Cannabis, the Constitution and States Rights

The change in the legal status of the cannabis plant has been a mixed blessing. The industry is now entering the arena of dynamic market capitalism despite many of its pioneers still serving lengthy prison sentences and many seriously ill patients still going without.  

Too often these new corporate growers don’t have the same passion and spiritual attachment to the plant that the former outlaws who grew it did. This has many implications for both business and government. We need to avoid the negative baggage of entrepreneurship with its crony capitalism, cut-throat competition, and lack of compassion. At the same time, we need to make sure that medicinal cannabis is readily available and affordable for the tens of millions of patients who benefit from it.

We are at a critical point in our nation’s history. The cannabis industry may play a role in preserving America’s democracy. There is a life and death struggle for the survival of important institutions of our Constitutional democracy. In America, the basic framework of law is found in the Constitution. Clearly the Constitution is under attack.

The last several presidents have advanced a constitutional vision that is sharply at odds with the text, history, and structure of our Constitution. We need to guard against politicians and bureaucrats amassing power and undermining it. Politicians of all political stripes used to enthusiastically support what John Adams called “a government of laws and not of men,” but you’d never guess it by the actions of the current administration and its congressional apologists.

Cannabis can be a tool to change the way business and government operate. We need to promote social tolerance, and peaceful international relations. A robust, humanistic cannabis industry can not only generate jobs and produce increased tax revenue, but creative industry leaders can help influence the use of taxpayers’ hard-earned dollars in a positive manner.

The rule of law is hanging by a thread. We need to return to the concept of three co-equal branches of government. We need to control our government. Currently we have a government that is making a mess of the incredibly successful vision laid out by the Founding Fathers. The most disturbing challenge to constitutionalism in recent decades has been the bipartisan effort to distort the balance of power among the three branches of the federal government.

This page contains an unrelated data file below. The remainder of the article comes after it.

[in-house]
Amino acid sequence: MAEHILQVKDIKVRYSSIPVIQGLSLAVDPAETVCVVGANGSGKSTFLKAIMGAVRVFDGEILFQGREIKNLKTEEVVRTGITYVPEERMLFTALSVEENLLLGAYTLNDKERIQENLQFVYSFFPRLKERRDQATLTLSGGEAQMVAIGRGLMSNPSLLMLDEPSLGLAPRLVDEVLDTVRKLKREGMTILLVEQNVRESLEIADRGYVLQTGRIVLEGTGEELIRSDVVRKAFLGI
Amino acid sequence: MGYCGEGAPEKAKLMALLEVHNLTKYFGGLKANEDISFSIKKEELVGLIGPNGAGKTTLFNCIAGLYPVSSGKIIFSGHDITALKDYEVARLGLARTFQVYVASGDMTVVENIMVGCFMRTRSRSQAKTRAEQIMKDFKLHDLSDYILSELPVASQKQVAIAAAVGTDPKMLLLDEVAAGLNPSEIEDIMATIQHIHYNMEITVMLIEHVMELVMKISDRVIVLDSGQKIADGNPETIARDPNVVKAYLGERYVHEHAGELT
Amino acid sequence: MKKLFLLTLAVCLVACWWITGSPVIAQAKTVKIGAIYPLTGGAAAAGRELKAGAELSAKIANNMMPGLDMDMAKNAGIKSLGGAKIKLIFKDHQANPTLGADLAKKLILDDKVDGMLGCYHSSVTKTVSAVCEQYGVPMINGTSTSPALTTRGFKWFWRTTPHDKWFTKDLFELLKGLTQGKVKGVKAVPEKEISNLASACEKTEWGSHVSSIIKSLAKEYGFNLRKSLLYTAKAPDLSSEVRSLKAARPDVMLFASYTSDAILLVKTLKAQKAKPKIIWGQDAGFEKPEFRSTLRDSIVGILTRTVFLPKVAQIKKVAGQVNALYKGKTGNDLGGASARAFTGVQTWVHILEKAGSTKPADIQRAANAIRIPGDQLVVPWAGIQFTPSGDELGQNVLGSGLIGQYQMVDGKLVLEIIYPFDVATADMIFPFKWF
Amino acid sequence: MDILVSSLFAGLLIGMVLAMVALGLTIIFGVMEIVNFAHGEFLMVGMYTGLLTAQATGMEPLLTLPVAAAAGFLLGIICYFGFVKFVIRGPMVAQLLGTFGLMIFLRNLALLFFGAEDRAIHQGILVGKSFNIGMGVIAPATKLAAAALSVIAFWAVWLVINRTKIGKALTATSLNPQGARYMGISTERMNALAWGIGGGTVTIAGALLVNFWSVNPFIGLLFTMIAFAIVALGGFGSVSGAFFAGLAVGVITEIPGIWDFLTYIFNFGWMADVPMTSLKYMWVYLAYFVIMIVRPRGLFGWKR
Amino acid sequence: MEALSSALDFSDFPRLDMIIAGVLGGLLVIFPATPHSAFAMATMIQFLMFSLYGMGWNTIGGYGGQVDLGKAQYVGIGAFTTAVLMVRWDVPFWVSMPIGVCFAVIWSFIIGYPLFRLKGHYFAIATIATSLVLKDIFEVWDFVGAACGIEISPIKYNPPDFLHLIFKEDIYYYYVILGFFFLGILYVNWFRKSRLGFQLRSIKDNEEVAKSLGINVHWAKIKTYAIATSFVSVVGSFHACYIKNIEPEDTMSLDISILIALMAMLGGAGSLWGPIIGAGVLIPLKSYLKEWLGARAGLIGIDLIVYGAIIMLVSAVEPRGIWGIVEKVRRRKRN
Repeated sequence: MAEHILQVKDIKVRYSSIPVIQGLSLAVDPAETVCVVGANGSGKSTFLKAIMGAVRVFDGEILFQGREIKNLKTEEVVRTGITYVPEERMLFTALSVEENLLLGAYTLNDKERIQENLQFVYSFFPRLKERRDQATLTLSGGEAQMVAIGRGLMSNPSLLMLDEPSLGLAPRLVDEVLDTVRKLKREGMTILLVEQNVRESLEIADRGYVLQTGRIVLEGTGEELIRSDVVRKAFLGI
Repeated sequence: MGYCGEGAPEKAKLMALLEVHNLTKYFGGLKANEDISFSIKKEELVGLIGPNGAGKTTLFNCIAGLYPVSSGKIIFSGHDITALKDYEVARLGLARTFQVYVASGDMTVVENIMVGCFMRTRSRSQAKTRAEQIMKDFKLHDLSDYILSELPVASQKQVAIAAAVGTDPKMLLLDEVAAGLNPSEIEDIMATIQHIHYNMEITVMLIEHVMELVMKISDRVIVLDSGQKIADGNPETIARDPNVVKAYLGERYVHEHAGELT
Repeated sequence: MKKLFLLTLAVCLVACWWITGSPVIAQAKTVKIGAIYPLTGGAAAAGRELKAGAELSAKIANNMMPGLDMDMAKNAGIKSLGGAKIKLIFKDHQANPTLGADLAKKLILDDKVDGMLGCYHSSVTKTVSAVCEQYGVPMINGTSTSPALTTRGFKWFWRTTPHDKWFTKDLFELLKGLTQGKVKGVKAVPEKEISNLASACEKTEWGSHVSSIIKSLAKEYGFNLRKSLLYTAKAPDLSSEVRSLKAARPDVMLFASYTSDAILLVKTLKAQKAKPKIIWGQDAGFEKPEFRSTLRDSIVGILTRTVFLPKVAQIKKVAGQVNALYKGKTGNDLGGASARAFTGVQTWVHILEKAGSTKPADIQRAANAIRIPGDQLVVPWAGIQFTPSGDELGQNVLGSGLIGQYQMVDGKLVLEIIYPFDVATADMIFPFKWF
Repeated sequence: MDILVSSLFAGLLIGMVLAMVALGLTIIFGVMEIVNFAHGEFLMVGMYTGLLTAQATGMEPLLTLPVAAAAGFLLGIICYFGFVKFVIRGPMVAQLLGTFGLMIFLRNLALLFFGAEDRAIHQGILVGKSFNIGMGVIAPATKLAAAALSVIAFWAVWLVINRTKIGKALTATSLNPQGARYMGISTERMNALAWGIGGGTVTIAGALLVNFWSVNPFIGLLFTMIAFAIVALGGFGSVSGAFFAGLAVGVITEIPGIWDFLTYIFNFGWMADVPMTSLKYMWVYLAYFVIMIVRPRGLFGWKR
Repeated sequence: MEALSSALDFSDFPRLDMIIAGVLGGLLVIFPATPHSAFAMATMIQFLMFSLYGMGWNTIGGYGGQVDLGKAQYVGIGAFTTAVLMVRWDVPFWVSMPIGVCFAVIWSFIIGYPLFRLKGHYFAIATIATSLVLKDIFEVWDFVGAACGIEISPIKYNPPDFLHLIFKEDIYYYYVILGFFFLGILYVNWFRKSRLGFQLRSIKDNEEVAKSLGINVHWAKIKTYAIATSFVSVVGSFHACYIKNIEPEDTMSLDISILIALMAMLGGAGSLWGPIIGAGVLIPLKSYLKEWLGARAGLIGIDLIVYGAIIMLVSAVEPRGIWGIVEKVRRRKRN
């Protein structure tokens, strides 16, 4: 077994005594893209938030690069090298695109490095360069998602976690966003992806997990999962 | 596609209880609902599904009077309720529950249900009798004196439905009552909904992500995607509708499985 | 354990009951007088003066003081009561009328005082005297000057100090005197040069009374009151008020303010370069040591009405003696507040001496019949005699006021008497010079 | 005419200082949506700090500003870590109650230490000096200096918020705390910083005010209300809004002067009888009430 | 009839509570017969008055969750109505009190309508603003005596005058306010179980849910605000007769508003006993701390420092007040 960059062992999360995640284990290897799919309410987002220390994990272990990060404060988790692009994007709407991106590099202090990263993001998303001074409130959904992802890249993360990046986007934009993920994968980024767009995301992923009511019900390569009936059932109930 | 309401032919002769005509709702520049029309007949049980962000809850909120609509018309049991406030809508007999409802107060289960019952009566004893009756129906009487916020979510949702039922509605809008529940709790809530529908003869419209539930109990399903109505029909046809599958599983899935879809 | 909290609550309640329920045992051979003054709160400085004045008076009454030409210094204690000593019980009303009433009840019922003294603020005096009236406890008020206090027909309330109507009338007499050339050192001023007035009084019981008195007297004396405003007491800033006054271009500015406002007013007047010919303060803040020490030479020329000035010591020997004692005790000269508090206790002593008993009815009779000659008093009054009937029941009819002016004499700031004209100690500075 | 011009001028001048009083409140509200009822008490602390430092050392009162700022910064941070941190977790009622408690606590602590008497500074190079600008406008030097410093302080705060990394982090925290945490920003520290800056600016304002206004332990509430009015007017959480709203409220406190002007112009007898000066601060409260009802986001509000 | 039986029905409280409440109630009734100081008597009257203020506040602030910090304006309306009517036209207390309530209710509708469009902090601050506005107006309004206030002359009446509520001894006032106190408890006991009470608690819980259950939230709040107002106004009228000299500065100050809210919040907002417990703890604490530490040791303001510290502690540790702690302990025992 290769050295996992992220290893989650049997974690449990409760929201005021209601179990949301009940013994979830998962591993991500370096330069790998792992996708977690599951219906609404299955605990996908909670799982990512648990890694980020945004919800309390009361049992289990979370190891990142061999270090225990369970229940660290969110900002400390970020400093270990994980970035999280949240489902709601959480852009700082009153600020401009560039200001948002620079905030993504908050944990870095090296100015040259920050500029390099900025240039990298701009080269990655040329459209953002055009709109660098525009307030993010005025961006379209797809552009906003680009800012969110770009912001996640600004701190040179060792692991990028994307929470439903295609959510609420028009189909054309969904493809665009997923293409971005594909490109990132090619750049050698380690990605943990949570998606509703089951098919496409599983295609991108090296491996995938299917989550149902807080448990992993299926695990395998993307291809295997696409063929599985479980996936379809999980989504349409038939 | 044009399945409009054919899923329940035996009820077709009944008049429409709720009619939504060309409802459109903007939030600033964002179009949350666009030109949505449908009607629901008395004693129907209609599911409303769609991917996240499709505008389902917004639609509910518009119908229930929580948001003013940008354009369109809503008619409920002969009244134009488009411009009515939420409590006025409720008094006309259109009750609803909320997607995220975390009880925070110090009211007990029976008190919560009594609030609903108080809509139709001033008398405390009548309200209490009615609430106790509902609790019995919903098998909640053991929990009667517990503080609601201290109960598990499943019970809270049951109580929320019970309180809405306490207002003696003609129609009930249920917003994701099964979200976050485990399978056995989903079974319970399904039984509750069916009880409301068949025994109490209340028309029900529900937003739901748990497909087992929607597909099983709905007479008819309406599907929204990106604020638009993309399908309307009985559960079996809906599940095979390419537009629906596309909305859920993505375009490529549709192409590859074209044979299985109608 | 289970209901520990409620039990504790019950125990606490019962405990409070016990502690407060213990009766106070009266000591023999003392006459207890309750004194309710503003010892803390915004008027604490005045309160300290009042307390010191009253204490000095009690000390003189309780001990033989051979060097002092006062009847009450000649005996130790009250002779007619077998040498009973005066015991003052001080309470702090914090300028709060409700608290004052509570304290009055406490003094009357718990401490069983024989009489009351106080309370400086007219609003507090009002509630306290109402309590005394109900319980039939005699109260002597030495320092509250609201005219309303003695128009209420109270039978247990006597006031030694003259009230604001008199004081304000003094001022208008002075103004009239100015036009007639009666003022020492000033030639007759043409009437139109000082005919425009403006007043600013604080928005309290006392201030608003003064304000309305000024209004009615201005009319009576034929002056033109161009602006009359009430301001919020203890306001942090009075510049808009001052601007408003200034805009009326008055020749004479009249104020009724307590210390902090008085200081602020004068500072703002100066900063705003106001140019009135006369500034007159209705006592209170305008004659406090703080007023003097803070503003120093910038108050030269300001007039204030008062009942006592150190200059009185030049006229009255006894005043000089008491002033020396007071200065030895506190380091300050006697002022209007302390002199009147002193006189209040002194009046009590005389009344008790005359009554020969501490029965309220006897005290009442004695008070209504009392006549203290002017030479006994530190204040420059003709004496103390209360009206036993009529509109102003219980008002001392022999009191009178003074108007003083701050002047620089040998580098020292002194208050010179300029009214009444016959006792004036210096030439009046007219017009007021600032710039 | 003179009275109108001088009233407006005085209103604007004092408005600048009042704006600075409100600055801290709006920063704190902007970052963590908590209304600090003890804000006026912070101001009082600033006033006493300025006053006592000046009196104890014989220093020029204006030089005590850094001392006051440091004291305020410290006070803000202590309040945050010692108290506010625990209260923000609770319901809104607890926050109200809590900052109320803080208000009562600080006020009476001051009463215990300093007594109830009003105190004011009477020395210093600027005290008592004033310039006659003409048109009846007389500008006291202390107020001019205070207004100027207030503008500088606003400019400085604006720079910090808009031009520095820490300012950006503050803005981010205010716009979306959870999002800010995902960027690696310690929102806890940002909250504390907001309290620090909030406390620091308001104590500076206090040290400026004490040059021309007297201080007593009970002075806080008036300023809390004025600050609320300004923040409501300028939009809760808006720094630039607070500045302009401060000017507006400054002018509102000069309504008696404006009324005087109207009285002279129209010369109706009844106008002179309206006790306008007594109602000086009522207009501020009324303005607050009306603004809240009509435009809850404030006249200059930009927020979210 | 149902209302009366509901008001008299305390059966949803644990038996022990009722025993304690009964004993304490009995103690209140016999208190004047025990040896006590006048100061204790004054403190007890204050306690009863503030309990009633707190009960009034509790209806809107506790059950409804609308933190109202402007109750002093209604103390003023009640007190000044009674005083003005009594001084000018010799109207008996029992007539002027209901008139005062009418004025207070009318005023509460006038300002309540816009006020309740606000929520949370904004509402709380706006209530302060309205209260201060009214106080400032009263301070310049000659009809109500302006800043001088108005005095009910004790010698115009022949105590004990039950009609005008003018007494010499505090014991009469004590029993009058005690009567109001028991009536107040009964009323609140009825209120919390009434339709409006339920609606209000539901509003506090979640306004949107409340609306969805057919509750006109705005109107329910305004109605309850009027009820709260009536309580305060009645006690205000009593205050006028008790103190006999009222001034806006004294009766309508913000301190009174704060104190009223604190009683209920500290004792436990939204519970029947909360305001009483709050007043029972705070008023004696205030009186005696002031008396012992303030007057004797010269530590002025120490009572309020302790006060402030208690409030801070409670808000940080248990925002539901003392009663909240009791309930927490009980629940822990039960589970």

The essence of the United States Constitution, as captured by the Enumerated Powers Doctrine, is the idea that the powers of the federal government are specifically enumerated, and therefore limited. The Tenth Amendment makes sure that point is clearly understood by saying that those powers not granted to the national government are reserved o the states or to the people. The powers granted to the federal government, James Madison said, are “few and defined.”

As political satirist Paul Krasner, editor of the Realist wrote, “States rights isn’t just for racists anymore.” The federal government does not have the constitutional authority to regulate the practice of medicine.

We are now experiencing a complete breakdown in the rule of law that the Founding Fathers never could have imagined. The fact that the federal government is trying to tell states how to regulate doctors and their past efforts to muzzle what doctors can tell their patients, is an abomination to the Constitution. The cannabis industry has an opportunity to support the clear meaning of the Constitution.

Above is based on principles elucidated by the CATO Institute.